Federal student debt now tops $500 billion, leading some students to ask for debt forgiveness as a form of stimulus. Washington is wary.
Mary Knox Merrill/Staff/File
[Editor's note: ]
When Robert Applebaum graduated from Fordham Law in 1998, he took the public-interest job near to his heart: assistant district attorney in Brooklyn, N.Y., at a salary of $36,000 – despite law-school debt of $75,000. He took five years of forbearance on the loan. Bad move. Mr. Applebaum’s indebtedness today stands at $96,000, even though he fled the job he loved for the higher-paying private sector in 2003. “It’s like having a mortgage, but without the house,” he says of monthly payments just under $500. At that rate, the debt won’t be fully paid for two decades.
Student debt in the United States has surged in recent decades, with outstanding federal student debt now topping $500 billion. The share of young adults carrying some educational debt has almost tripled since 1983, according to economist Ngina Chiteji.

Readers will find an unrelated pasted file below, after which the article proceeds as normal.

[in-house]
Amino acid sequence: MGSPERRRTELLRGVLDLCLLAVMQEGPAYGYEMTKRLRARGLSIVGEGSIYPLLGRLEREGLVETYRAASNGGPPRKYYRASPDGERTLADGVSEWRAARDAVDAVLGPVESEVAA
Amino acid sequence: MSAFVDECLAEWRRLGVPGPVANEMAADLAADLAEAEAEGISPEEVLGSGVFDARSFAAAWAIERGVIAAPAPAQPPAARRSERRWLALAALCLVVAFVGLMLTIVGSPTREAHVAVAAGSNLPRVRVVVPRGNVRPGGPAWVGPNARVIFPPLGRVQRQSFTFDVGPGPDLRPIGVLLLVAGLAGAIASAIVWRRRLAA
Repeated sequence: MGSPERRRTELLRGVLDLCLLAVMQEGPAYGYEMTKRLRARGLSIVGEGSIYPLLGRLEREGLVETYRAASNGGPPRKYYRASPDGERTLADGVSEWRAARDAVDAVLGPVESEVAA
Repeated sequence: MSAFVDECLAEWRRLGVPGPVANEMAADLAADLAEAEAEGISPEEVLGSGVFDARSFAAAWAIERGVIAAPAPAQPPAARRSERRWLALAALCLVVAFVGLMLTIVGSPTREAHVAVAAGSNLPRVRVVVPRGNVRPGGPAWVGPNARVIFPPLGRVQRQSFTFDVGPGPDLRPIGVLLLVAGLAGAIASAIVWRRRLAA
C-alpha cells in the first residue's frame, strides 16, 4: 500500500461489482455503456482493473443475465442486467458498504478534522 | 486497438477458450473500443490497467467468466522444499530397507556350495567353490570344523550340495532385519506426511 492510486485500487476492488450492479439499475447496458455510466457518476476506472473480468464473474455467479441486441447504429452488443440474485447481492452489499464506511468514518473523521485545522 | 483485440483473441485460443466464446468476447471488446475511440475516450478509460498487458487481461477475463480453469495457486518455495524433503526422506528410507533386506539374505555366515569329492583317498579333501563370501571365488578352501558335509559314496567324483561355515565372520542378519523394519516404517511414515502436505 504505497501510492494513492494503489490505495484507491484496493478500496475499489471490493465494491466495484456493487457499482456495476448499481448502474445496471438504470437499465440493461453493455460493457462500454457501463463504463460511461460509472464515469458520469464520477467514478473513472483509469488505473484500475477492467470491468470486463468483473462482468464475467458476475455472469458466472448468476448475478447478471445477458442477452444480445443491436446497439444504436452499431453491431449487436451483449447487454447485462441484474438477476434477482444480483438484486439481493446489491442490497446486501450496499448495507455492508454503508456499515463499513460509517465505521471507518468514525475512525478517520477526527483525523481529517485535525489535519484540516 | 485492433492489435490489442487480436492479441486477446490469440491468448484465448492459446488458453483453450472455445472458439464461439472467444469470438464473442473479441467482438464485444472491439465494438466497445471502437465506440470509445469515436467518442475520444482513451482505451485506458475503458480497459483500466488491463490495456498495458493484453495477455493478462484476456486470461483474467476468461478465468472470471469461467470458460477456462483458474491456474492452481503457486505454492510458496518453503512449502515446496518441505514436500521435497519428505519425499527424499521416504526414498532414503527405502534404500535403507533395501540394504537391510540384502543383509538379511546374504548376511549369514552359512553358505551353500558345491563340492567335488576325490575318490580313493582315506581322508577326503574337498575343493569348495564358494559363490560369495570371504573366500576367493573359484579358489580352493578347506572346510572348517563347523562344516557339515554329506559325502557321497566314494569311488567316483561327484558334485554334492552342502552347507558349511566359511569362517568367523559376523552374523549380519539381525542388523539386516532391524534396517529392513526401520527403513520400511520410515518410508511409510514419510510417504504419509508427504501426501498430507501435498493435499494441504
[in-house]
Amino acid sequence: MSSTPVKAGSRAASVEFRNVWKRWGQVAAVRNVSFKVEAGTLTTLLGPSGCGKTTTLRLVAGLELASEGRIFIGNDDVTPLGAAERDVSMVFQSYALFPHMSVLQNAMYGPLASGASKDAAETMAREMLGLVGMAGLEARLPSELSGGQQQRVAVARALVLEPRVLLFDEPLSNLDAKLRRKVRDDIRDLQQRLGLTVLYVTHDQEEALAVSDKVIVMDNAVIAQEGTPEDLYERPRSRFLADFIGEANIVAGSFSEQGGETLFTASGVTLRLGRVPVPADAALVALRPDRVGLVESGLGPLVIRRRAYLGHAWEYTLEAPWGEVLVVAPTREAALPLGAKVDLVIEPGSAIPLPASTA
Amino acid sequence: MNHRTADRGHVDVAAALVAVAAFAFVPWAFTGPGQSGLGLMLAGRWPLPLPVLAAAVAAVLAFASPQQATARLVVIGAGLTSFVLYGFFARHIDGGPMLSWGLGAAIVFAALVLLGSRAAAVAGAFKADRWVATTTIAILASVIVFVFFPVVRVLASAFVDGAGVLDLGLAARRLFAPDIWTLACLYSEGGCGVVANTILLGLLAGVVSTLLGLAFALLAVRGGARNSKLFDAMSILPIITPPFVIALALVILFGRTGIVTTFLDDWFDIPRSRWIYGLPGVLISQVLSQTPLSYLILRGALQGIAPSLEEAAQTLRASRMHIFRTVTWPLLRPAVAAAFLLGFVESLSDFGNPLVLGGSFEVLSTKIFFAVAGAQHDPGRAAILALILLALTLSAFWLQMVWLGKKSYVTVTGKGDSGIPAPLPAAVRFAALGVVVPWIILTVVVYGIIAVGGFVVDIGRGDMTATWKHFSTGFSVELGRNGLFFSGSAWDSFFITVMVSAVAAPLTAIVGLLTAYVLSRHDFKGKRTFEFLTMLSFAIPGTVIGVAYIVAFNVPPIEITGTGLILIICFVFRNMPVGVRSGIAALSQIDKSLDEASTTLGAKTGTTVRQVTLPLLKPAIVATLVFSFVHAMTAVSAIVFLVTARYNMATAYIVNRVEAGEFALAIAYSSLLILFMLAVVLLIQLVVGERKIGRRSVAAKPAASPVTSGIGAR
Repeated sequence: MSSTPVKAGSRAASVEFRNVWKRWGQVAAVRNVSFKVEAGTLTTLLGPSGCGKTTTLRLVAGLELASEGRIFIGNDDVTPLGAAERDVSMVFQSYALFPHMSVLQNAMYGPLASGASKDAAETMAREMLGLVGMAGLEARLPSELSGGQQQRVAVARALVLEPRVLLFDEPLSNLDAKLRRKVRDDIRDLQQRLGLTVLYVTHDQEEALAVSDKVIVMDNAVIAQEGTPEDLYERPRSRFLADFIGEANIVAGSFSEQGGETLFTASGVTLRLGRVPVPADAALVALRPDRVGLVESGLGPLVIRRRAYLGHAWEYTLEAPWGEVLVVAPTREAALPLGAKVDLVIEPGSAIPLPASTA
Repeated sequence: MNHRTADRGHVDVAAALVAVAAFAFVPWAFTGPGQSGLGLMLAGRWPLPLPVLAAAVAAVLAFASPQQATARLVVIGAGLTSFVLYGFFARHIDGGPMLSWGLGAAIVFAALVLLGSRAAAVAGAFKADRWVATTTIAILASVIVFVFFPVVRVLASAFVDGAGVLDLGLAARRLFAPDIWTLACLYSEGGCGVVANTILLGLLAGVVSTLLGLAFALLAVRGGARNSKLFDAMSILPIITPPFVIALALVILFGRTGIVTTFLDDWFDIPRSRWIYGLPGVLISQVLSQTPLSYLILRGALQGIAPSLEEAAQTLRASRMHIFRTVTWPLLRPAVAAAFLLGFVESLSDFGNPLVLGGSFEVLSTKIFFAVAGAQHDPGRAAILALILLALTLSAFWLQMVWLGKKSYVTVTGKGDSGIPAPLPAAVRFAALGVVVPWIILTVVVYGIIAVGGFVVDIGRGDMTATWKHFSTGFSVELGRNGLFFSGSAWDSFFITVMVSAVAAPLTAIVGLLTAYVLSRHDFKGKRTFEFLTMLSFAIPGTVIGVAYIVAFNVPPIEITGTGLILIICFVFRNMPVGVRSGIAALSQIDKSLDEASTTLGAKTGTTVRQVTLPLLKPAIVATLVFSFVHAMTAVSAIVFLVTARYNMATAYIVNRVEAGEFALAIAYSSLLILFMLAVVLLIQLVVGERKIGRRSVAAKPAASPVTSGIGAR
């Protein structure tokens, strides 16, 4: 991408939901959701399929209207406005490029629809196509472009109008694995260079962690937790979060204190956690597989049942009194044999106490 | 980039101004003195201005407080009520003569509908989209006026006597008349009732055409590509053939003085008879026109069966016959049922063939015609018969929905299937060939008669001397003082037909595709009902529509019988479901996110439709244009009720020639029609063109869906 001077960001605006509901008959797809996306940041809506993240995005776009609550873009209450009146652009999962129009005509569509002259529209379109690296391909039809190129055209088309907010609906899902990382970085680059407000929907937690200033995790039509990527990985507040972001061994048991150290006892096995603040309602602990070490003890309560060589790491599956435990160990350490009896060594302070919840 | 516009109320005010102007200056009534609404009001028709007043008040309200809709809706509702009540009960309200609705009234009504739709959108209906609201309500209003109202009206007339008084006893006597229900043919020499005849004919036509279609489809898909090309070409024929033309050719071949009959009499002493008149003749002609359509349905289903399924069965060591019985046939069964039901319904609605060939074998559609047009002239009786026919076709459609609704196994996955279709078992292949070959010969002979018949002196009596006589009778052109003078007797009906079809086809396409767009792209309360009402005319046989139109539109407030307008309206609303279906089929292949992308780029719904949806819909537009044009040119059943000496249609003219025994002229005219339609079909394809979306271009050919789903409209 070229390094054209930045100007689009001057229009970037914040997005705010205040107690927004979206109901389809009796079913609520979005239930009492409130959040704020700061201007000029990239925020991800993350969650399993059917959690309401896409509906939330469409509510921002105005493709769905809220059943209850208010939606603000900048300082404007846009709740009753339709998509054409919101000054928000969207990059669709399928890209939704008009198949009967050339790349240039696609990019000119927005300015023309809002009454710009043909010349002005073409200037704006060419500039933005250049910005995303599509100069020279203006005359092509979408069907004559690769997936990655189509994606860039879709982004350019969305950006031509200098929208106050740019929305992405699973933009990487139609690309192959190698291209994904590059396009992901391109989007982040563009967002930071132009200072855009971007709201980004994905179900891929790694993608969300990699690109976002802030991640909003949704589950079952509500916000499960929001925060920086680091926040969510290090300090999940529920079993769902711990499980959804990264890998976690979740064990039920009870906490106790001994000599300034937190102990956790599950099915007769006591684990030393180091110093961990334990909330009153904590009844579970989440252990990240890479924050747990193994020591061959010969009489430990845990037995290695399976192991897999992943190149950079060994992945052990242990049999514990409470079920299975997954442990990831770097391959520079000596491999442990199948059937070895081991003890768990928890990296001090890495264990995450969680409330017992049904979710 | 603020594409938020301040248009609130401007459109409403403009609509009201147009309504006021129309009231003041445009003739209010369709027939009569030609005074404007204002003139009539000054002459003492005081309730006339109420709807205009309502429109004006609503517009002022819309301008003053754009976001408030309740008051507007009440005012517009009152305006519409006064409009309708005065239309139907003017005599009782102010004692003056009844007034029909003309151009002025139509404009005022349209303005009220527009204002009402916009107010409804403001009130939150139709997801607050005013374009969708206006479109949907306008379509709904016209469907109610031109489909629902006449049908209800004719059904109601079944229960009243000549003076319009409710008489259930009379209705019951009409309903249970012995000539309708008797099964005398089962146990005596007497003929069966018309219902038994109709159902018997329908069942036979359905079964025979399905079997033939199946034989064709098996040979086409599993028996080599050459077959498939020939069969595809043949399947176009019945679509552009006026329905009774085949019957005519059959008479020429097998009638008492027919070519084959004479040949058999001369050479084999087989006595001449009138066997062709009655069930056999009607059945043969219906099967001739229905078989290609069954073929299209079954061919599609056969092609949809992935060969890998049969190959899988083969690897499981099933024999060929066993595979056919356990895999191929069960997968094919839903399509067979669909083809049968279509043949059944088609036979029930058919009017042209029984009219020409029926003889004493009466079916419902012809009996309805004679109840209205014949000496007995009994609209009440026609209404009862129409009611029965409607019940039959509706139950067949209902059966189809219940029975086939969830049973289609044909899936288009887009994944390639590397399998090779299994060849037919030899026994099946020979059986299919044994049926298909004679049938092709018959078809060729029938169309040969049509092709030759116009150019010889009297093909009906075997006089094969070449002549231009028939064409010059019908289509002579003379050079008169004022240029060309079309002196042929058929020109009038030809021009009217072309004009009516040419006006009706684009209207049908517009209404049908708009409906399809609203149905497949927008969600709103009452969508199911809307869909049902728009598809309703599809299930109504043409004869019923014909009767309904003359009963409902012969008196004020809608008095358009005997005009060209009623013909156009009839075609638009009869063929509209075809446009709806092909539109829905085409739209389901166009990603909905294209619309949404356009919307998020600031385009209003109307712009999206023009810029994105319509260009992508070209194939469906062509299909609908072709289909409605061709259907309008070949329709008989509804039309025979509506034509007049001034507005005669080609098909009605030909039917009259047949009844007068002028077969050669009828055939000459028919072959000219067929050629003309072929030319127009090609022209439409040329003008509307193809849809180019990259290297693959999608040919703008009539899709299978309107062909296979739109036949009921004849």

At the same time, defaults are on the rise. Between 2006 and 2007, the proportion of borrowers who were supposed to enter repayment for the first time and who instead defaulted went up – from 5.2 percent to 6.9 percent, according to a Department of Education report last month. That percentage is the highest in more than a decade. And the 2008 and 2009 default rates are likely to be much higher.
Some help is on the way. Sallie Mae, America’s largest lender to college students, announced last month a loan type that students start paying while still in college. The early jump on interest payments means that balances can be paid off an average of nine years earlier, with a savings of 40 percent over the life of the loan, the company says. Some provisions of a 2007 education law set to take effect this summer will also reduce interest rates on some federal loans and place others on income-based repayment plans.